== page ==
It’s the morning after a meeting of Foote Cone Belding European
agency heads and the network’s international president, Harry Reid, is
considering whether to spend pounds 20,000 on the Ballester Report. ’The
boys in France think it’s pretty damn good but England, Germany and
Spain seem less enthusiastic. Yesterday’s lack of reaction made me
think, if we’re getting local surveys, do we need this?’
Reid is not the only European chief asking this question at the moment
as agencies find it’s make-your-mind-up time on Eur-ope’s only
continent-wide client satisfaction survey. Two other networks admit they
are having second thoughts this year, a significant change from last
time around when 13 out of the top 15 networks signed on the dotted
Ogilvy & Mather, for example, will not be signing: ’We’re not going to
subscribe because we felt the last report was unreliable,’ explains Mike
Walsh, O&M’s chief executive for Europe, Africa and the Middle East.
The Ballester Report is little known outside the elite club of senior
managers running Eur-ope’s advertising agencies. But it can pack a
powerful punch. As the only survey of its kind, it tells agencies with
anonymity what clients and prospective clients really think of them,
from the creativity and effectiveness of their campaigns to the quality
of their staff.
Those who love it really love it. Rod Wright, president of BDDP Europe,
is not alone when he says: ’We have subscribed and will subscribe again,
because there are no other useful benchmarks of our achievement in terms
of awareness of the network. It gives us some basic management
But there are a few minuses too. There is a perception among some that
the report - being compiled from Paris - is heavily biased towards
French clients and is occasionally conducted in a kind of ’Franglais’
which can confuse findings. Other criticisms include its methodology and
Ballester launched its first pan-European report in 1990 after 20 years
of producing successful client satisfaction surveys for the French
market, and later for Italy and Spain.
It now publishes its international research every two years, providing
subscribers with a 200-page report into findings which include general
information on the sector, as well as exclusive information on
individual networks. Agency performance is ranked against that of
competitors on subjects ranging from ’understanding of clients’
problems’ to how likely an agency is to be put on a client’s shortlist
during a review.
The 1996/7 report polled 353 client companies, compiled from lists of
clients and prospective clients submitted by subscribers. One third of
respondents were European co-ordinators while the rest were local
managers for brands spending dollars 5 million or more on advertising in
at least three national markets.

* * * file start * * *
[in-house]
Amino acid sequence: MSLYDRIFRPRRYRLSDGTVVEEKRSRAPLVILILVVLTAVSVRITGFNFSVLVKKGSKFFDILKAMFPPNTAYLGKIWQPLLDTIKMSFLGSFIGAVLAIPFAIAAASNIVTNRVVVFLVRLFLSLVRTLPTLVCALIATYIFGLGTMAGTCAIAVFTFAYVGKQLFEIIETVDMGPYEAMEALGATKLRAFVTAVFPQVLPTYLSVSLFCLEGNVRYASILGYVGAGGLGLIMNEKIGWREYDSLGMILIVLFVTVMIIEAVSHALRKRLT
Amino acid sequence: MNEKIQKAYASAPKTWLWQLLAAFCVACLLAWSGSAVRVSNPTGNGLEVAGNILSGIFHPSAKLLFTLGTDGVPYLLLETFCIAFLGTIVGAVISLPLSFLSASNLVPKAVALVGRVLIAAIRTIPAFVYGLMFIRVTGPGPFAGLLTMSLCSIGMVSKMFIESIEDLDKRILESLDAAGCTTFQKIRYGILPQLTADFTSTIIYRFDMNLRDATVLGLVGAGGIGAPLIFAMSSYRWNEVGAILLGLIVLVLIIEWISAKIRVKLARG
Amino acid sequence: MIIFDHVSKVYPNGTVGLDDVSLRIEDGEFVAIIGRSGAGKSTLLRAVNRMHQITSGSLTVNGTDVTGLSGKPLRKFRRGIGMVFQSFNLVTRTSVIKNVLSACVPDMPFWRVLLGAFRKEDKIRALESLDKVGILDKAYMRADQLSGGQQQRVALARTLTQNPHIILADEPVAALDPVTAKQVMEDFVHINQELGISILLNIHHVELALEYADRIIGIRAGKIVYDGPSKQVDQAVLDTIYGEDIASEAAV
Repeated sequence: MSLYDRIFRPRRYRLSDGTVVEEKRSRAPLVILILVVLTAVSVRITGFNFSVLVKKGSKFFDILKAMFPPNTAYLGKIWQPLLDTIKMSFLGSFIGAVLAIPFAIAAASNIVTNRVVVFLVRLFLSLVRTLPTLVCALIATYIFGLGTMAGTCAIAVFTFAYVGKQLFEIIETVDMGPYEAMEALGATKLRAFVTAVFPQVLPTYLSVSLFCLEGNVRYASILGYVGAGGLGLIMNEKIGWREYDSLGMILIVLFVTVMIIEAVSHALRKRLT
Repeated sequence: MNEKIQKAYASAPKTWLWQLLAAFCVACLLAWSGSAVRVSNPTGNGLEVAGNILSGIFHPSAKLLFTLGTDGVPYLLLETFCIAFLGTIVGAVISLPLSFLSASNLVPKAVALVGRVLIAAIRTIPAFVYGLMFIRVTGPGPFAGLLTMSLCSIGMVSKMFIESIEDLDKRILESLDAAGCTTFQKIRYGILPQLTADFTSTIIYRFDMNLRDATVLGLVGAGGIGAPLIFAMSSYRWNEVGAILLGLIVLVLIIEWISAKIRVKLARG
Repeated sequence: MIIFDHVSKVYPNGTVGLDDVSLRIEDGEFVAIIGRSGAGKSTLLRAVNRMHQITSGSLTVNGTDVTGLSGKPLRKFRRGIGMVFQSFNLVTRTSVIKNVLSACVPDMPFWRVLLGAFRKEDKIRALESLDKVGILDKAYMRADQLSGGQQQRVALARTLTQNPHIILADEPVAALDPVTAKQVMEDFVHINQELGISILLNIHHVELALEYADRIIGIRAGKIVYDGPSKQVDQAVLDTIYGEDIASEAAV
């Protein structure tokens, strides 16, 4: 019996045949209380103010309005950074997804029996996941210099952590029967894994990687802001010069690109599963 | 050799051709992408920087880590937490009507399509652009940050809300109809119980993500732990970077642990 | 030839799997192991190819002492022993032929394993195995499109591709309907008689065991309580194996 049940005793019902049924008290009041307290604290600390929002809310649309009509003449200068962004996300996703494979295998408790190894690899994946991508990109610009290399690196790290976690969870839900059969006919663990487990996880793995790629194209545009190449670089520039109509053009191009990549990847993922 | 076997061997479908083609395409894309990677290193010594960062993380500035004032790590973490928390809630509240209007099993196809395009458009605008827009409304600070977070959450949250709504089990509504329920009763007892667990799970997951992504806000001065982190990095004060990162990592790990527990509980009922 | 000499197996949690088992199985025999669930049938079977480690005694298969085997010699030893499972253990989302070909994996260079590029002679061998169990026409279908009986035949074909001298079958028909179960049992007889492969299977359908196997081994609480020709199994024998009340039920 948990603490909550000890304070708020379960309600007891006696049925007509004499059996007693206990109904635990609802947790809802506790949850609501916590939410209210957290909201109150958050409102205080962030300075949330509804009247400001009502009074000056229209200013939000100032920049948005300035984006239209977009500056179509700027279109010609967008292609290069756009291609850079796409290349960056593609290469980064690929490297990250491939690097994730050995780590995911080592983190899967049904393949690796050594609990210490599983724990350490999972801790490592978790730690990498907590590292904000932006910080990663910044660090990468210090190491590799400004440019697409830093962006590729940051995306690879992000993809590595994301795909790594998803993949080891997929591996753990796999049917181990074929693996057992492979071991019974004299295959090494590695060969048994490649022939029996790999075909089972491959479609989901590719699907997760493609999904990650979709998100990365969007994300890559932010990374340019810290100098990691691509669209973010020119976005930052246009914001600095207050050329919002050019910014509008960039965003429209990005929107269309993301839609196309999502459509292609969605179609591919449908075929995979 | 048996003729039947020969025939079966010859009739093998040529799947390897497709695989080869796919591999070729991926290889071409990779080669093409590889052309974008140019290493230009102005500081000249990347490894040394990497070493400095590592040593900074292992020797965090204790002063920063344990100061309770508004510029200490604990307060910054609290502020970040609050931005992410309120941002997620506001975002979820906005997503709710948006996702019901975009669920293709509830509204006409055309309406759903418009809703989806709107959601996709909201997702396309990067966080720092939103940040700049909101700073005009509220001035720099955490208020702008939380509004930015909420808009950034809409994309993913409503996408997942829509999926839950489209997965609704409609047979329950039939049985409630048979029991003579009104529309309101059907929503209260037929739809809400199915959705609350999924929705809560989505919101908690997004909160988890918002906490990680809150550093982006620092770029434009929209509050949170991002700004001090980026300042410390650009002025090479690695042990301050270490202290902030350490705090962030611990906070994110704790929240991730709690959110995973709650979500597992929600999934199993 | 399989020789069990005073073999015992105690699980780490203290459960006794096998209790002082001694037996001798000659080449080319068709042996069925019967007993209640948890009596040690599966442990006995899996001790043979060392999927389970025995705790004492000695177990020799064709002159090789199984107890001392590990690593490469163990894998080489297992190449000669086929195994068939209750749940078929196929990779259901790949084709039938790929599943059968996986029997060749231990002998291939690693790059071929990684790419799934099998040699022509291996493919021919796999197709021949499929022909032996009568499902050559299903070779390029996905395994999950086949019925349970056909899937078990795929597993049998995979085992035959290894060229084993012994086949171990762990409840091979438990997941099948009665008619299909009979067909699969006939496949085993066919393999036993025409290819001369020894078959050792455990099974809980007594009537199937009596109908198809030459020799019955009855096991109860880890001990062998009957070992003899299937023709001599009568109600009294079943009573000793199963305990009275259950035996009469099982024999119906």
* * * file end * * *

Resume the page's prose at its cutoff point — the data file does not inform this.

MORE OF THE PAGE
All research was conducted on the telephone, with the interviews
pre-arranged and carried out in the speaker’s native tongue over 40
minutes. Client identities were kept strictly confidential.
Despite Ballester’s pedigree and procedures, agencies have some very
specific complaints, principally about French bias which, they say, is
manifest in two ways. First, in what is perceived as the
over-representation of French clients surveyed and second, in the
occasionally poor translation of questions from the original French,
which can be confusing.
One agency has commented on a question that asked clients if they had
’reviewed their budget in the past two years’. In the original French,
’review’ meant ’pitch and ’budget’ meant ’account’, thus completely
changing the meaning after translation.
The survey’s methodology has also come in for a hard time, particularly
its exclusive use of telephone interviews. The lack of qualitative
research included in findings is also criticised, as is the
’superficiality’ of some questions demanding one word answers.
Georges Attard, Ballester’s man in charge of the international survey,
is both bullish and accommodating when it comes to answering the
He laughs off claims that the survey is biased and points out that this
year, the nationalities of clients taking part was divided according to
total adspend in Europe, with 30 per cent from Germany, 20 per cent from
the UK and just 15 per cent from France.
He also counters criticism of the telephone interview technique with the
observation: ’It isn’t simplistic. What’s important is a first
impression.’ As for including client comments, he just says: ’We have
never been asked for them.’
On issues such as translation and the quality of questions, he invites
agencies to get more involved to make sure they get exactly what they
want. ’We work on the questions with the networks but not everyone gets
involved. We wish they would. We want to help them get more value from
It is still unclear how many networks will climb on board for the next
survey and - as usual - the names of final subscribers will not be
revealed even when they do.
In the meantime, Attard is making even bigger plans, including the
launch of a British survey. Ironically, such a venture could have a
positive knock-on effect for Ballester’s international offering. With
the headquarters of so many European networks in London, a little
profile-raising beyond France could help clinch deals with those
Anglo-Saxon decision-makers who are still wavering.